During this time, the news department won several awards including Best Newscast from the Associated Press. Initially retaining the ABC 53 News Now branding, the shows were eventually relaunched as ABC 53 News Express which consisted of ten minutes of news, weather, and sports followed by an interview segment. Parker left in 2002 to become the main weeknight anchor at Freedom's WRGB in Albany, New York, and was replaced by Darcy Sullivan. Despite the new format and the critical acclaim, WLAJ was still unable to make significant headway in the ratings. It frequently found itself as the third station in a two-station market, with WLNS and WILX waging a fierce battle for first. Eventually, Suzanne Wangler (using her on-air name "Suzanne Page") from Detroit's WDIV-TV replaced Darcy Sullivan as producer and news anchor. Cathy Younkin from WWMT replaced Jim Fordyce as news director and Hondo Carpenter remained sports director.

On September 24, 2007, a significant change occurred at WLAJ after the station dropped the News Express format for its newscasts. The news production returned to a more traditional presentation complete with a newly renovated set at its South Pennsylvania Avenue studios. The station began producing full-length newscasts branded as ABC 3 News (referring to its on-air identification based on its universal cable channel location). By this point, WLAJ was airing local news weeknights at 6 p.m. and 11 p.m. and also introduced a prime time newscast at 10 p.m. on its CW-affiliated second digital subchannel. The half-hour prime time program on the subchannel, called ABC 3 News Live at 10 on CW 5, competed with another sixty-minute local newscast seen every night at the same time on Fox outlet WSYM (which has all of its news programming produced by WILX).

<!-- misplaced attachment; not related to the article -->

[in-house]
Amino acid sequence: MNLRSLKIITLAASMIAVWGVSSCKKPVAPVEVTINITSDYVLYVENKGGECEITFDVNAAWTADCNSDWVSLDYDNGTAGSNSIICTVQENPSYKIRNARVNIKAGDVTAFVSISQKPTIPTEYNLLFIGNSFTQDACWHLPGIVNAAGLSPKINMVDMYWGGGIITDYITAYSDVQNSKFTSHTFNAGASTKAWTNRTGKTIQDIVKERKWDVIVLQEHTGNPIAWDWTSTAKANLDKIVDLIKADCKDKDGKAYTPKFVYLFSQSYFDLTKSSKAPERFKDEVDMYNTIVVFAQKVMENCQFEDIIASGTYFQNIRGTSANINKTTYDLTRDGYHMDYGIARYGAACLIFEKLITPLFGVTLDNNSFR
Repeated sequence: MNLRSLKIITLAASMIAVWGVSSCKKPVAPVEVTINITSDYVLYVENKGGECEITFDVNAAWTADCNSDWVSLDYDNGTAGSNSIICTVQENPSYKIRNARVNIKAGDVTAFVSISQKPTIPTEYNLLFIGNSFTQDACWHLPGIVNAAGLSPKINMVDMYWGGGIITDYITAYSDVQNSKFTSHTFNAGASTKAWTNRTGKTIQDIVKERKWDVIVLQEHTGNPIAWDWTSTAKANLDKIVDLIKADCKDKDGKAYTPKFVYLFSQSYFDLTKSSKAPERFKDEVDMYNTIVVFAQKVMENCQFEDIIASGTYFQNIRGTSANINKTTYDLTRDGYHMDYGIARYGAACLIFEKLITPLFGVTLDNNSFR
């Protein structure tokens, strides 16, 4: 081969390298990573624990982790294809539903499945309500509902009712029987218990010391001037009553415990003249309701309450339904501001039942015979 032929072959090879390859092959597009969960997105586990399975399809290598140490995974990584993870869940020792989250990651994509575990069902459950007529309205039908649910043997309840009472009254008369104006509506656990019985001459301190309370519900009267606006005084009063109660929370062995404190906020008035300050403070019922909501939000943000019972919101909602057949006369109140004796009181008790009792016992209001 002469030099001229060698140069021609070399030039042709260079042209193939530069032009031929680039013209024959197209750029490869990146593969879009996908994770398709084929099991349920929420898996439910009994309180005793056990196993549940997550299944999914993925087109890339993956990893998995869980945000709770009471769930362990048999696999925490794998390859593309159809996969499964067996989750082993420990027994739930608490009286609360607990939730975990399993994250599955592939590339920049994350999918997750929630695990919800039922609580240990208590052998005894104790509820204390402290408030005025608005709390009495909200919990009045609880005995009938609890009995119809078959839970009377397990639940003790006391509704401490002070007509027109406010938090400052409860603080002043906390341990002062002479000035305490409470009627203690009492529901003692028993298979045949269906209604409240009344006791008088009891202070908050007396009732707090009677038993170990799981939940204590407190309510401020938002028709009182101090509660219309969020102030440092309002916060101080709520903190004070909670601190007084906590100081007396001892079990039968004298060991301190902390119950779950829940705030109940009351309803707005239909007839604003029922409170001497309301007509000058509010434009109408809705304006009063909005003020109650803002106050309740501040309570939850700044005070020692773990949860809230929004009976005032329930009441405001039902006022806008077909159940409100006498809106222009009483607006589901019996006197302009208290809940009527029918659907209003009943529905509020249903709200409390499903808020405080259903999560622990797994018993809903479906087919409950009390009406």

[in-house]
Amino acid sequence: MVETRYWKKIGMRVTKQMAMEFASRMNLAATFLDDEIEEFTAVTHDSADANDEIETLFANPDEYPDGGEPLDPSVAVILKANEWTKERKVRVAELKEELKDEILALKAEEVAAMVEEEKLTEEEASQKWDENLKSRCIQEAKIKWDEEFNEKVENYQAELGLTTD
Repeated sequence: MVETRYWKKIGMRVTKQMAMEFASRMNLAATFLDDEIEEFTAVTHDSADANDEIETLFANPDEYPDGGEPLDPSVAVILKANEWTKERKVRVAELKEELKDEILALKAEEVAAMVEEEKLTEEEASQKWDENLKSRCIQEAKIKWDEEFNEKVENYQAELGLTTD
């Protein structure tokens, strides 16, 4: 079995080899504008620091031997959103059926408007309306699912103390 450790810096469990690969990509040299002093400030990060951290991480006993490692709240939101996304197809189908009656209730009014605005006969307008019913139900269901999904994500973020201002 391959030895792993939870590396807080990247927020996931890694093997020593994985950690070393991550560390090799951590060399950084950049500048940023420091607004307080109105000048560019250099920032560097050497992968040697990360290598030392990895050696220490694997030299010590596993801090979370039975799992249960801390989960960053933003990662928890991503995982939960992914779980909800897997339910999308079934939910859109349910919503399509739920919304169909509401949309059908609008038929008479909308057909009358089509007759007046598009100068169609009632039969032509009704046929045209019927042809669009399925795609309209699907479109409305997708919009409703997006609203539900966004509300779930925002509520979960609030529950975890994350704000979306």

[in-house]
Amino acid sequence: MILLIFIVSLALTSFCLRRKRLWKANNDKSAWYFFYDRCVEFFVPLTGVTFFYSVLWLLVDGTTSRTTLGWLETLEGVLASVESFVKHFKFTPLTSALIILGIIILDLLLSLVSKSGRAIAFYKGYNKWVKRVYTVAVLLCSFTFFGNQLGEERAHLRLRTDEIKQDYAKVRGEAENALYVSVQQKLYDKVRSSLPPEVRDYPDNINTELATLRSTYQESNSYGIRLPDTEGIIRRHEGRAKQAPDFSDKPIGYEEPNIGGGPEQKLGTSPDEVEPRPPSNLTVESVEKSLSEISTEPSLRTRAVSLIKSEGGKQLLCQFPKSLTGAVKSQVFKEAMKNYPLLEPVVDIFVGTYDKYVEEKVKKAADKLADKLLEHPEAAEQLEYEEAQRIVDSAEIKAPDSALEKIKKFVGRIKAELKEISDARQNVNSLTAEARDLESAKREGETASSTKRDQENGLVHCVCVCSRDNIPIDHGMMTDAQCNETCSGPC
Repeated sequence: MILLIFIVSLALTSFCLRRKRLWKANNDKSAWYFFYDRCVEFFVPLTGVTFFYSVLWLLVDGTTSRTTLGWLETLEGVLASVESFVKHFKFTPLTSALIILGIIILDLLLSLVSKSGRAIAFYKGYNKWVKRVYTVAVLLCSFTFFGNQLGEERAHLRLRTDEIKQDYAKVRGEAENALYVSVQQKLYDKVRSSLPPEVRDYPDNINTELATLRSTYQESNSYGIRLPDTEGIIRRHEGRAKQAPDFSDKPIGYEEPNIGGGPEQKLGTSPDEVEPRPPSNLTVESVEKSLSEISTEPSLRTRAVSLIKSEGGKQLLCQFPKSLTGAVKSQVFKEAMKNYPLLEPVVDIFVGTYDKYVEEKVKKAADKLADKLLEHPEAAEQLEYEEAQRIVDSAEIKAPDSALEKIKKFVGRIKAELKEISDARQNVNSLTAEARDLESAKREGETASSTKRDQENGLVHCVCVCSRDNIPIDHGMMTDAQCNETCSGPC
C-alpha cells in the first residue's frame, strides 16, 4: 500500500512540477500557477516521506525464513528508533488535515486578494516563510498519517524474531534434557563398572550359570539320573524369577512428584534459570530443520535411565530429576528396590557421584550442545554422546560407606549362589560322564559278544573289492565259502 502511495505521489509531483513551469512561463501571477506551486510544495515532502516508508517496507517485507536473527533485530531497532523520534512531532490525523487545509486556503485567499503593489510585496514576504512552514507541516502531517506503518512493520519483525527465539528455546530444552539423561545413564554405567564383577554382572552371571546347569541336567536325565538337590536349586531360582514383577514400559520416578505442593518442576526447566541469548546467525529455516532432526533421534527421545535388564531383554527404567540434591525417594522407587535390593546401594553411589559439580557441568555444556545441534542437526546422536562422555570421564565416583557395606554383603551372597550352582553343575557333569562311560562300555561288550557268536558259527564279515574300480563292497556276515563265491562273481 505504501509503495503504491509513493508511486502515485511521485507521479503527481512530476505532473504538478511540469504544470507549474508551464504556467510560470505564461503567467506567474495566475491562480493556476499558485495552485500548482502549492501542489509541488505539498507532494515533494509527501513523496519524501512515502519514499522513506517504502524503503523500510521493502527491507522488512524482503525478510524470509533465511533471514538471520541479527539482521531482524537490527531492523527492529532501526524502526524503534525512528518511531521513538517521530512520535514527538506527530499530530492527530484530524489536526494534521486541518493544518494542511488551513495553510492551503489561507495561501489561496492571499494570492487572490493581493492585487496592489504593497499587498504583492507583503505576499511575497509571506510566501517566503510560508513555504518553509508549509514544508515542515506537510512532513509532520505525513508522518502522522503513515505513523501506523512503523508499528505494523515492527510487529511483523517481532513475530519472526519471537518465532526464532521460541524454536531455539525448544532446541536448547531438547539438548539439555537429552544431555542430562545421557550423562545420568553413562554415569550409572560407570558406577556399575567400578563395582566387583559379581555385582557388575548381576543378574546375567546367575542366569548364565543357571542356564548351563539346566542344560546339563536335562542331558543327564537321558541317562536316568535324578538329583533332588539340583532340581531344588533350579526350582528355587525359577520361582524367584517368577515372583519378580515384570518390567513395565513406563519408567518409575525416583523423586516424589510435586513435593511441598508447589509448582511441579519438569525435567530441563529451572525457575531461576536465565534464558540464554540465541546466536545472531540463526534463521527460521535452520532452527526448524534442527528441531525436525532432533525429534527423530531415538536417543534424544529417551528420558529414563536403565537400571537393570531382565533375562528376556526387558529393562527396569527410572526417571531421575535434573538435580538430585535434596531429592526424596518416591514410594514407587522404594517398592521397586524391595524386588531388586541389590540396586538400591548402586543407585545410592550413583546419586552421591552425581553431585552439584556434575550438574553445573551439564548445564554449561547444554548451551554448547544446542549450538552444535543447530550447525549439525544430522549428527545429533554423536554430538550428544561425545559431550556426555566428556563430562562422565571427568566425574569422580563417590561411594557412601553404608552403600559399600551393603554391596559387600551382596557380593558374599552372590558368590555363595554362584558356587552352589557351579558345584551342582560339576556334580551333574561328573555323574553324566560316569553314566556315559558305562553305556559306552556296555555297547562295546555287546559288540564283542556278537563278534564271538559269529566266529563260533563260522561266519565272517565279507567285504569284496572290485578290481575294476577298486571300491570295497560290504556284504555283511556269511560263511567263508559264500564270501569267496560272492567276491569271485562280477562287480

On February 15, 2008, Suzanne Wangler (who anchored under the name "Suzanne Page") resigned as the anchor/producer/News Director of WLAJ. Wangler cited the "stress" of the job serving in her position leading to her resignation. She previously had a week-long absence due to family problems. Her resignation, however, may have been due to an investigation where she was accused of taking almost $150,000[18][19] from an Oakland County man named Les Pingilley. The charges led to an Investigators report at WXYZ by Heather Catallo.[20] On February 23, Wangler was found dead in her home by police. According to Detroit's Fox owned-and-operated station WJBK (channel 2), it was an "apparent suicide" and she "had hanged herself." Also according to that station, she went to a local police department to get her blood alcohol level checked for a previous driving under the influence charge. Her blood alcohol content tested at 0.05% (0.08% is legally drunk in Michigan). However, due to prior offenses, she was not allowed to have any alcohol in her system. A family member discovered her dead around 3 p.m. that day and called police.[21] An autopsy to find the exact cause of death was scheduled;[22] it was confirmed by the autopsy as suicide by hanging.[23]

Since WLAJ lacked a weather department, all weather forecasts were taped in advance by meteorologists from WWMT's studios on West Maple Street in Kalamazoo. Except for a news anchor and sports director based in Lansing, WLAJ maintained a very minimal news presence in Lansing with only two news reporters. Additional reporters from WWMT were included when coverage was presented that featured a regional and/or statewide interest. On weekdays from 7 a.m. until 9 a.m., WLAJ aired news and weather cut-ins (at :25 and :55 past the hour) during Good Morning America that were recorded in advance by WWMT personnel. At some point in time, its 6 p.m. broadcast was expanded to an hour displacing ABC World News With Charles Gibson to a 30-minute delay at 7 p.m. Despite a credible effort to offer a third option of newscasts in Lansing, WLAJ finally discontinued its news department altogether on September 25, 2009.